There, I am sure, is much more to this and many more dimensions of the issue which will be taken up by scholars and academicians in future with greater clarity and preciseness. This piece should be read as an exhortation to all those who are working in the field of education or are concerned about it to think and come up with ideas and proposals about how to integrate technology into education rather than being apprehensive of it or pointing out its limitations which might be true to some extent. The direction and some examples of educational technology in future indicated here may not be easy to believe today, but who could have believed in 3500 BC that one day Pharaoh will not be there? or in 15th century that the world is heliocentric rather than geocentric?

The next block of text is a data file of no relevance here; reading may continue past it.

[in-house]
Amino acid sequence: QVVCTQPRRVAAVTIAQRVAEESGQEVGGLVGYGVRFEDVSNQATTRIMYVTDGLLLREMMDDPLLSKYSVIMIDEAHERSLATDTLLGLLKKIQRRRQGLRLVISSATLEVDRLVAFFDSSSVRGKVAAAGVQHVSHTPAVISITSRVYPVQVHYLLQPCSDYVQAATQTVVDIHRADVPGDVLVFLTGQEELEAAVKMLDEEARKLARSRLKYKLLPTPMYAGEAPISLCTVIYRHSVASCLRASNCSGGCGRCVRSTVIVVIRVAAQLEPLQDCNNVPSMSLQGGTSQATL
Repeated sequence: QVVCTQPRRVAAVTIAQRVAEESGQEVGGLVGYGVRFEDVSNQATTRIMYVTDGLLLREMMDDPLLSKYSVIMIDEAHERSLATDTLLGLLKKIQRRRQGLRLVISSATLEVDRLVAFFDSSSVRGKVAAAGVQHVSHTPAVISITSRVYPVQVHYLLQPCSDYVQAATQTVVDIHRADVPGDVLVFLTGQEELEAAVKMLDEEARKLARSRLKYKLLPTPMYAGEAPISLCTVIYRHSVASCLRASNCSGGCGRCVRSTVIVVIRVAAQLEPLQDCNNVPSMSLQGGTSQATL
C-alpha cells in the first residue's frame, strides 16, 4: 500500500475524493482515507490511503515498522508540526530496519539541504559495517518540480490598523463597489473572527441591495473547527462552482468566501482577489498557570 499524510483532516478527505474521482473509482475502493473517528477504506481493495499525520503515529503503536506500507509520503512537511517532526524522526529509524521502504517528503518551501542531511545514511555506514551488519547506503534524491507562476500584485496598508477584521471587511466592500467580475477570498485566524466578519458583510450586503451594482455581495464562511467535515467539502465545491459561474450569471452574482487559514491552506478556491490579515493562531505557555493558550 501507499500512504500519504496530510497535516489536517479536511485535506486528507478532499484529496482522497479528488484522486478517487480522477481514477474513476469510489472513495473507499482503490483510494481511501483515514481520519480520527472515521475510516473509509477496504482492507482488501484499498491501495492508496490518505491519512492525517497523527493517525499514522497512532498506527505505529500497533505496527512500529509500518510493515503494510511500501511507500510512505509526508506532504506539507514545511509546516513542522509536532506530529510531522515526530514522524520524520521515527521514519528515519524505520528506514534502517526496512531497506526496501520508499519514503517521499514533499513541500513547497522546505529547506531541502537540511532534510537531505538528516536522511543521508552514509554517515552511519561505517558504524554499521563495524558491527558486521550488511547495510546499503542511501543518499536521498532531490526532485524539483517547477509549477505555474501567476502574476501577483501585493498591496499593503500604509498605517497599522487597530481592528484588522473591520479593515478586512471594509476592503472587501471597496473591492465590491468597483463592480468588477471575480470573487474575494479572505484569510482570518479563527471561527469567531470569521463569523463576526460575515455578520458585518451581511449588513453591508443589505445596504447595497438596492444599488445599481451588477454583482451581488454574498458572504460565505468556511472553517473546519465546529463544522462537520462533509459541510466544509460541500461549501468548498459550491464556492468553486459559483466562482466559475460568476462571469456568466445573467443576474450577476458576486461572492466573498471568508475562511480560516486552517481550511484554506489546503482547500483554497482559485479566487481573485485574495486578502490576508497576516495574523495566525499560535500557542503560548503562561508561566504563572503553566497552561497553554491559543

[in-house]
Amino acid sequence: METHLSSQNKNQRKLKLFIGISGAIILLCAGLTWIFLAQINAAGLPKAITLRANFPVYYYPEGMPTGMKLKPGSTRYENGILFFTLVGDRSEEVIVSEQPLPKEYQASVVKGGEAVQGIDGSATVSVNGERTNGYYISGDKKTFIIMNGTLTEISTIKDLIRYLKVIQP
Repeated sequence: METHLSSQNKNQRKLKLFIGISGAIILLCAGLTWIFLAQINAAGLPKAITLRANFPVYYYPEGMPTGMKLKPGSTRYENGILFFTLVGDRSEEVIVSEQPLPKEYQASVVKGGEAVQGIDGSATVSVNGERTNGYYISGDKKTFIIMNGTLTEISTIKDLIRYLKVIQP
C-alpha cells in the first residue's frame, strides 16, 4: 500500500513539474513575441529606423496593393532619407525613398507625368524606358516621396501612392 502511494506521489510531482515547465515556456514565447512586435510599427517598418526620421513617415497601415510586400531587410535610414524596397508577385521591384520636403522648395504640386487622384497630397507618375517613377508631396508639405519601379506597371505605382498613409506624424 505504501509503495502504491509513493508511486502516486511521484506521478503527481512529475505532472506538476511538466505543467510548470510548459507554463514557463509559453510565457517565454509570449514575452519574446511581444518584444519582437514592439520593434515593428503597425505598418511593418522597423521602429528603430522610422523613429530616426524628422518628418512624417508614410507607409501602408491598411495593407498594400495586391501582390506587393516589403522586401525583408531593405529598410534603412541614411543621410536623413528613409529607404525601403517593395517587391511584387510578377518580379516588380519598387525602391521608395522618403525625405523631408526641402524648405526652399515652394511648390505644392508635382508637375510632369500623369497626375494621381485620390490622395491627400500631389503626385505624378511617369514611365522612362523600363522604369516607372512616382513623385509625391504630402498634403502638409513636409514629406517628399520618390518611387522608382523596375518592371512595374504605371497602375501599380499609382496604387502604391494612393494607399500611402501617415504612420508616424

About Author:

DR RAJESH KUMAR
Lead Academics at EdIndia Foundation.

Dr Rajesh worked as a teacher of English in colleges and universities in India and abroad. He also worked with Digantar and Azimpremji Foundation as the Executive Director and Education Specialist respectively

DR RAJESH KUMAR
Lead Academics at EdIndia Foundation.

About Author:

Dr Rajesh worked as a teacher of English in colleges and universities in India and abroad. He also worked with Digantar and Azimpremji Foundation as the Executive Director and Education Specialist respectively

Find it interesting? Share it!

Share on facebook
Share on twitter
Share on linkedin
Share on email

Talk, Contribute, Innovate

TechConnect is supported by EdIndia Foundation. It is an independent Newsletter initiative highlighting “at scale” work of edu-tech innovators and inspiring efforts of teachers and practitioners, working at government and affordable schools as well as policymakers of India.

Subscribe to our Newsletter

Add Your Heading Text Here